He was Rome's first emperor, the founder of a world-dominating imperial dynasty, and a builder of roads and stunning temples who brought peace to a far-flung empire; a man so powerful the Roman senate named a month after him.
Now, on the 2000th anniversary of the death of the emperor Augustus, the city of Rome is getting ready to honour its favourite son by saving his mausoleum from shocking neglect.
Built in 28BC and as broad as a city block, the cylindrical mausoleum has seen better days after being sacked, bombed and built upon down the centuries. It was used as a bullfighting ring and a concert hall before it was finally abandoned, recently becoming a hangout for prostitutes and a handy toilet for tramps.
That was a sad fate for one of Rome's most significant and sacred monuments, which once stood 35m high - topped by a 4.5m bronze statue of Augustus - and housed the emperor's ashes as well as those of his successors Tiberius and Claudius.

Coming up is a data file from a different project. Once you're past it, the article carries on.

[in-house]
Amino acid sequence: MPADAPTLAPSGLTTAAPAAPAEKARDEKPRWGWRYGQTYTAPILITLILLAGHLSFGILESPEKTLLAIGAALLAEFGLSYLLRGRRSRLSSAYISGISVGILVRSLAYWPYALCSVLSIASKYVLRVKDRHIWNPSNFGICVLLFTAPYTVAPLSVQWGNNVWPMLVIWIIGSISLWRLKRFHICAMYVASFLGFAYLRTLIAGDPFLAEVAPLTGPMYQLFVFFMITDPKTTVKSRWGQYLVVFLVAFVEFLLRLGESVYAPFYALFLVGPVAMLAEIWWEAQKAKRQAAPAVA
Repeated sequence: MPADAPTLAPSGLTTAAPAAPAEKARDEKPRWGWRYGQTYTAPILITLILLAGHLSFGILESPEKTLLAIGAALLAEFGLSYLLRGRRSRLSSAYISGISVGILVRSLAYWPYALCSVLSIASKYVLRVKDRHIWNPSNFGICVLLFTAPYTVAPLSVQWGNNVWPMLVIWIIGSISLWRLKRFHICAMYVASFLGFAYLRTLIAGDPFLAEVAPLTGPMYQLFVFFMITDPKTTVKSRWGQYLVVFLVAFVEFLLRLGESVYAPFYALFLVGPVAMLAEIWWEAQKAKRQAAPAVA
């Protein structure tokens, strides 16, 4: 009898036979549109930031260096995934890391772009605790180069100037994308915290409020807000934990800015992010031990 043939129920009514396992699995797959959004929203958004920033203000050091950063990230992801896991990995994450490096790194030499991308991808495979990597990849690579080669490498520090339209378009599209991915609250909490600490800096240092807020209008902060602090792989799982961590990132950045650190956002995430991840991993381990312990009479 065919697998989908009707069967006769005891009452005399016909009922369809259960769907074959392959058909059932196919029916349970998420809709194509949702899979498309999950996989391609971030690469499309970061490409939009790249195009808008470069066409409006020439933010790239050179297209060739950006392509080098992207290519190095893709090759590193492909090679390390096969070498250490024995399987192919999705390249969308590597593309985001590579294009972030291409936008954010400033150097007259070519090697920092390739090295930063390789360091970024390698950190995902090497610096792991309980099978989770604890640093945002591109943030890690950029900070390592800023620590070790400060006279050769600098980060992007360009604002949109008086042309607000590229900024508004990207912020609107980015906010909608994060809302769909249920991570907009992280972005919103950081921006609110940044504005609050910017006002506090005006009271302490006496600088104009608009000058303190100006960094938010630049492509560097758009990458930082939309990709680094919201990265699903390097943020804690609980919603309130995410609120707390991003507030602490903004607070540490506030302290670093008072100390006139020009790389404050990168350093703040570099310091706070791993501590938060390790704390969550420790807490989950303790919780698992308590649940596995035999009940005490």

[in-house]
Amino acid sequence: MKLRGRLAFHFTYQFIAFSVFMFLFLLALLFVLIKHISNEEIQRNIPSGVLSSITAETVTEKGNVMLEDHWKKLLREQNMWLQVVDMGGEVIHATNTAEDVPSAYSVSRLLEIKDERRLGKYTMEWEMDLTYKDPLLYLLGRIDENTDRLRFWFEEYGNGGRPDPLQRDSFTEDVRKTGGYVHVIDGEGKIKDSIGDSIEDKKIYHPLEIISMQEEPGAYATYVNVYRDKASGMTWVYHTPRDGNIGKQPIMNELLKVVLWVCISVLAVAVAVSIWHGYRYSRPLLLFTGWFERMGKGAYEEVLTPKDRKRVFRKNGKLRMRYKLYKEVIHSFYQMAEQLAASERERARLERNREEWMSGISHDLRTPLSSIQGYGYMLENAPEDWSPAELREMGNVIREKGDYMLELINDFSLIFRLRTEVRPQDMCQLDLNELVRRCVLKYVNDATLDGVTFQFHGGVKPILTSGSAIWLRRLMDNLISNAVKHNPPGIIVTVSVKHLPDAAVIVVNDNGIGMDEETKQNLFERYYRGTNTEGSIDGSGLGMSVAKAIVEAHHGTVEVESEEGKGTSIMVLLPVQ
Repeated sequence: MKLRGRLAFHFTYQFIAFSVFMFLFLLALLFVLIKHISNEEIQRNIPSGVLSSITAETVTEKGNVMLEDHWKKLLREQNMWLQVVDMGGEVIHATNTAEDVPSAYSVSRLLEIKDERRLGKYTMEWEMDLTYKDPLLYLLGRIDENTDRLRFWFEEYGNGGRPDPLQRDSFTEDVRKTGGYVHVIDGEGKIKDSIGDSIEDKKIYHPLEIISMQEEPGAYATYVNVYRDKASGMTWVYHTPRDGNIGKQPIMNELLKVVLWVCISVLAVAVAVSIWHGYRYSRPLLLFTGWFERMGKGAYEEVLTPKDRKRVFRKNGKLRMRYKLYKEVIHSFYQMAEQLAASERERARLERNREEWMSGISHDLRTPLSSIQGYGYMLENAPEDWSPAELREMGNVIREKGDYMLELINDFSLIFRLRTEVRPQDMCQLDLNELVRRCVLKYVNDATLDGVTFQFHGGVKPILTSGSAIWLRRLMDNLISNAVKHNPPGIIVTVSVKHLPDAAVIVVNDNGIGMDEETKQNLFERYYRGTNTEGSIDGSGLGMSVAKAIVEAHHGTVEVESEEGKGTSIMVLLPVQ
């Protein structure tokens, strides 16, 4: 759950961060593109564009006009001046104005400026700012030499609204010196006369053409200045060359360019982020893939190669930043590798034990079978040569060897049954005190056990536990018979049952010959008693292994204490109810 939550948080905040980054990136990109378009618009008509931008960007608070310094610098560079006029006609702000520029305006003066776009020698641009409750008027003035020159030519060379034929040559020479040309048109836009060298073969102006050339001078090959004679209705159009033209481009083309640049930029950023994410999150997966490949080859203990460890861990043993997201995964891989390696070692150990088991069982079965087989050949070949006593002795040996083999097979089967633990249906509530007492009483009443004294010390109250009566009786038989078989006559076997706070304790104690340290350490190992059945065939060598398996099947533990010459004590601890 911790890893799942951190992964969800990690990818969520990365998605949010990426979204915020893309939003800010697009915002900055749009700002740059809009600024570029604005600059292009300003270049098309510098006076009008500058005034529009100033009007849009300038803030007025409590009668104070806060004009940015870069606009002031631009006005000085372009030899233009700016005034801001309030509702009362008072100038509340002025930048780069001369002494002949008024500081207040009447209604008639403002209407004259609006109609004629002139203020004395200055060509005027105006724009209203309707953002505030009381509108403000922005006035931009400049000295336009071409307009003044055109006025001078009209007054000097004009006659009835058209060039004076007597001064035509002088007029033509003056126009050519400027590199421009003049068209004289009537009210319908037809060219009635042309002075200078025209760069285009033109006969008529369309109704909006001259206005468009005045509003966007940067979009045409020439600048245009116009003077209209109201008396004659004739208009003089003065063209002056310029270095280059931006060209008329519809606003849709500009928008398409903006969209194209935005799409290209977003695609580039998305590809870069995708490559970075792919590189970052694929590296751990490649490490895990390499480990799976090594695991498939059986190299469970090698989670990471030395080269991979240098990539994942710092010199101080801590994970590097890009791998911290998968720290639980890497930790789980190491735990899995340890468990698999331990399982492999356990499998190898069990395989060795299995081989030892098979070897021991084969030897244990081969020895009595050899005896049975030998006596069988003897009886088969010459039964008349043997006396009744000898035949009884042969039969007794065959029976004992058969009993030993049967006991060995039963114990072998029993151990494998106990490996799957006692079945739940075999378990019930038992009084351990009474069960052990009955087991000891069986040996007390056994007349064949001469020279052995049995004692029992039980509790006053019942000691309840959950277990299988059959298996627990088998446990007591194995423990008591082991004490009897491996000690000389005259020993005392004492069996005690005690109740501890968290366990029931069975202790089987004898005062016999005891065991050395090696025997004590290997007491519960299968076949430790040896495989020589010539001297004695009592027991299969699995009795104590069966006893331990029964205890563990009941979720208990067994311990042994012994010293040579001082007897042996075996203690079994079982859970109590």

But with 2 million ($3.2 million) in fresh funding, archaeologists plan to clean up, restore and reopen the site, while the city will spend 12 million on creating a pedestrian piazza to handle visitors.
The marble has long been stripped from his mausoleum, but three concentric outer walls, the widest 4.5m thick and the highest 15m tall, have stood the test of time, while an upper floor is now missing, leaving a surprisingly large open-air circular space inside where the horns and screeches of Rome's thundering traffic fade to an eerie silence.
Pillaged in 410 by Visigoths who scattered the emperors' ashes, the mausoleum was stripped to its original Roman masonry by Benito Mussolini to mark the 2000th anniversary of Augustus' birth in 1937.